equation    (27)

where p0 = 1 bar is the pressure at the ground, Rair is the gas constant of air (287 J kg-1 K-1), g is the gravity constant, Tair is the mean temperature of the air and z is the coordinate of the height. The calculated profiles of water vapor concentration and temperature in the atmosphere show acceptable agreement with the actual measured data published in [13,14].

The integration over the height leads to the mean product of partial pressure and beam length.

equation    (28)

For the emissivity below the clouds the product of partial pressure and beam length is integrated from the surface to the height of the clouds zc, which is approximately on average at 3 km. For the emissivity of the cloud-free sky integration to infinity is needed. The value of the integral, the optical thickness, is shown in Figure 6. The final accumulation is reached at a height of about 8 km.


Figure 6: Optical thickness of water vapor in the atmosphere.

To determine the optical thickness of the carbon dioxide, it must be taken into account that the concentration c is constant with the height. When pCO2 = CCO2 · p(z) the optical thickness follows:

equation    (29)

The results are shown in Figure 7. The concentration of 355 ppm is used, which was measured in the reference year 1990 for the assessment of CO2 reduction. The optical thickness for the gas between the Earth and the clouds is 0.90 bar⋅m, for a cloud-free sky and space it is 2.72 bar⋅m and for the gas between the clouds and space it is 1.43 bar·m. The final accumulation is reached at a height of about 30 km. Only the radiation behavior below this level influences the Earth’s temperature.

In Table 2, the products of the partial pressure and the beam length of individual gases are presented. For the relevant average temperatures of the atmosphere, values are selected, which belong to the half of the maximum value of the optical thickness. These temperatures are 7°C below the clouds, -55°C above the clouds and -15°C for the cloud-free atmosphere.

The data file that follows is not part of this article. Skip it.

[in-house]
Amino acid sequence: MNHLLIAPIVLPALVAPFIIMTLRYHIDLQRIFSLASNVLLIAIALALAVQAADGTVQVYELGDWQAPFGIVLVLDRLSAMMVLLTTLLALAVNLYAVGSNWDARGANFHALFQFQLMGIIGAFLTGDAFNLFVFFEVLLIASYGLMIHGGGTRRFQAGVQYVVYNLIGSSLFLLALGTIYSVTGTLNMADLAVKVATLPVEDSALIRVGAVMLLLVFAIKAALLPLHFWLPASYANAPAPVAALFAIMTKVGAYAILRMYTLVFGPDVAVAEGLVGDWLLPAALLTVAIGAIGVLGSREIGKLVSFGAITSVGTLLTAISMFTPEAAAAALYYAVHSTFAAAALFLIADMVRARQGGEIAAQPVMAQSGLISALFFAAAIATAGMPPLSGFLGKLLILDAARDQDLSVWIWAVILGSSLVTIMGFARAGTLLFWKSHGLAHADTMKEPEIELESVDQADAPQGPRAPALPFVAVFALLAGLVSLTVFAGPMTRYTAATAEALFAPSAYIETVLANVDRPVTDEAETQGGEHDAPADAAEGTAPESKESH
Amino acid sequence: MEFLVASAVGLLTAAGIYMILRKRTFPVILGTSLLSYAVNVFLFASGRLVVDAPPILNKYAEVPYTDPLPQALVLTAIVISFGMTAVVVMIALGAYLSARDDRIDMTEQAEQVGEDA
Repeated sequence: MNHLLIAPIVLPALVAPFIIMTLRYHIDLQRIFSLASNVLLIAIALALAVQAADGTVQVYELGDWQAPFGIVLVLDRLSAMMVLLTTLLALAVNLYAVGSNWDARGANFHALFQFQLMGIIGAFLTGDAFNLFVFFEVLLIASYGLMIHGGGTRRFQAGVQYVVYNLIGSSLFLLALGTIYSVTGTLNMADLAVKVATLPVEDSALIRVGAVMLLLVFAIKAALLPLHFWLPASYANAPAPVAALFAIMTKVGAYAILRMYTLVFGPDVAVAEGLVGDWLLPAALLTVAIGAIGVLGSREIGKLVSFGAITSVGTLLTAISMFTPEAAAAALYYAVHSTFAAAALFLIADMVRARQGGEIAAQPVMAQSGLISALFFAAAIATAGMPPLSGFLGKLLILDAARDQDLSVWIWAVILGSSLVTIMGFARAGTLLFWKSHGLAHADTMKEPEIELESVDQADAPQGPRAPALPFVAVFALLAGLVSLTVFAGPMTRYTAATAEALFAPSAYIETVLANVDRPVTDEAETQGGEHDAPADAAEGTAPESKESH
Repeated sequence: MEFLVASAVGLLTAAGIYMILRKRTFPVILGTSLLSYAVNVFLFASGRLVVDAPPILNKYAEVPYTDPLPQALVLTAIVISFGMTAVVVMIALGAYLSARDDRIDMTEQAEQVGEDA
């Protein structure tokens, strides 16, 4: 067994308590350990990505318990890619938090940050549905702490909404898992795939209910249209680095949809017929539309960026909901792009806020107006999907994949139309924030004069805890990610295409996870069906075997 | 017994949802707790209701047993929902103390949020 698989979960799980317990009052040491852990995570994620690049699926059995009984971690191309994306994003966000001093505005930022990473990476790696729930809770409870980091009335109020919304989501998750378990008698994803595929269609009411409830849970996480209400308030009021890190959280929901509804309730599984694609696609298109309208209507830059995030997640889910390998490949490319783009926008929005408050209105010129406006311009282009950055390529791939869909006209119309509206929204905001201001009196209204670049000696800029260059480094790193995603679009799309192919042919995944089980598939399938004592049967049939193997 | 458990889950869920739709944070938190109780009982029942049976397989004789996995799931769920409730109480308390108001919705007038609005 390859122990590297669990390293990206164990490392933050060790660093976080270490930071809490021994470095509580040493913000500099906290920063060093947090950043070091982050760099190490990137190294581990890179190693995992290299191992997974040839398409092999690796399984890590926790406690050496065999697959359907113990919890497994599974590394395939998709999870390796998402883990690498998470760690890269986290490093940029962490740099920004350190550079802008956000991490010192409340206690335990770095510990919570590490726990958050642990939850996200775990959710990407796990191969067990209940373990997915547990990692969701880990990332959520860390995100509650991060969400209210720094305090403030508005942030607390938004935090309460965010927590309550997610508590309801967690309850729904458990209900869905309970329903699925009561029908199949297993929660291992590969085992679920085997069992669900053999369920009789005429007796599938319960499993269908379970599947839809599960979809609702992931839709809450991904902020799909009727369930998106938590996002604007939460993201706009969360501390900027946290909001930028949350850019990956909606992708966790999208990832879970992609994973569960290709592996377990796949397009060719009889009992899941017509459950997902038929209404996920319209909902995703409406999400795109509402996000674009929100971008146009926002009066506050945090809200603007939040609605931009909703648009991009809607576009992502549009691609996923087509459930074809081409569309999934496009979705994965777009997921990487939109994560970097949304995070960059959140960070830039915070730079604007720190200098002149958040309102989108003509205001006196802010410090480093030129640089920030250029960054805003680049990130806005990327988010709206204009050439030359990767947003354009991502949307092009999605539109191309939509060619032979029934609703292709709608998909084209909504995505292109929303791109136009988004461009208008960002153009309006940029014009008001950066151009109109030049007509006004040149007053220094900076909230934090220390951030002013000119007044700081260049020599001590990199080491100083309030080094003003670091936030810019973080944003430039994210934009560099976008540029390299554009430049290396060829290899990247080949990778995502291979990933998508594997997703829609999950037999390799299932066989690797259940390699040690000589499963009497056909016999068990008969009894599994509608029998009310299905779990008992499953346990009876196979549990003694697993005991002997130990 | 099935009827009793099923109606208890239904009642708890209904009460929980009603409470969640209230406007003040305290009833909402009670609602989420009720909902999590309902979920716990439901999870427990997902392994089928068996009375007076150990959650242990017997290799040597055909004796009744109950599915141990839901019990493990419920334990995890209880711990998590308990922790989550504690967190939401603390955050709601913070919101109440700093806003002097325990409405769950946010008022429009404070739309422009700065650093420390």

Figure 7: Optical thickness of carbon dioxide in the atmosphere.

Gas i Pi × s = bar × m
below the clouds T = 7°C above the clouds T = -55°C cloud-free sky T = -15°C
H2O 20.69 4.04 24.97
CO2 0.90 1.43 2.72

Table 2: Optical thickness of the individual gases.

The temperature above the clouds is often displayed in airplanes as the outside temperature. As shown in Figure 7, the flying height of 11 km lies approximately in the average range of the optical thickness.

Emissivity of H2O and CO2: With dependence on partial pressure, beam length and temperature, the emissivity of both H2O and CO2 can be found in the figures and diagrams of heat transfer books [10,11]. Using these graphical solutions is the most practical method [1]. But in all heat transfer books the emissivity is only specified above 20°C. Temperatures below 20°C are especially relevant to describe the effect of green house gases in the atmosphere. Therefore, reasonable approximations are necessary.

The emissivity of water vapor is shown in Figure 8. It is obvious, that the emissivity at large values of the product of pressure and beam length, at about more than 5 bar⋅m, is nearly independent of temperature [15-18]. In literature, no emissivities could be found for optical thicknesses above 10 bar⋅m. So, an extrapolation is used to assume the emissivity of water vapor within the relevant region of the atmosphere, as presented in Table 2. Figure 9 shows the emissivity of water vapor as a function of the optical thickness. The approximation used is given within the figure as well. For the relevant values of the atmosphere the graph stays relatively flat.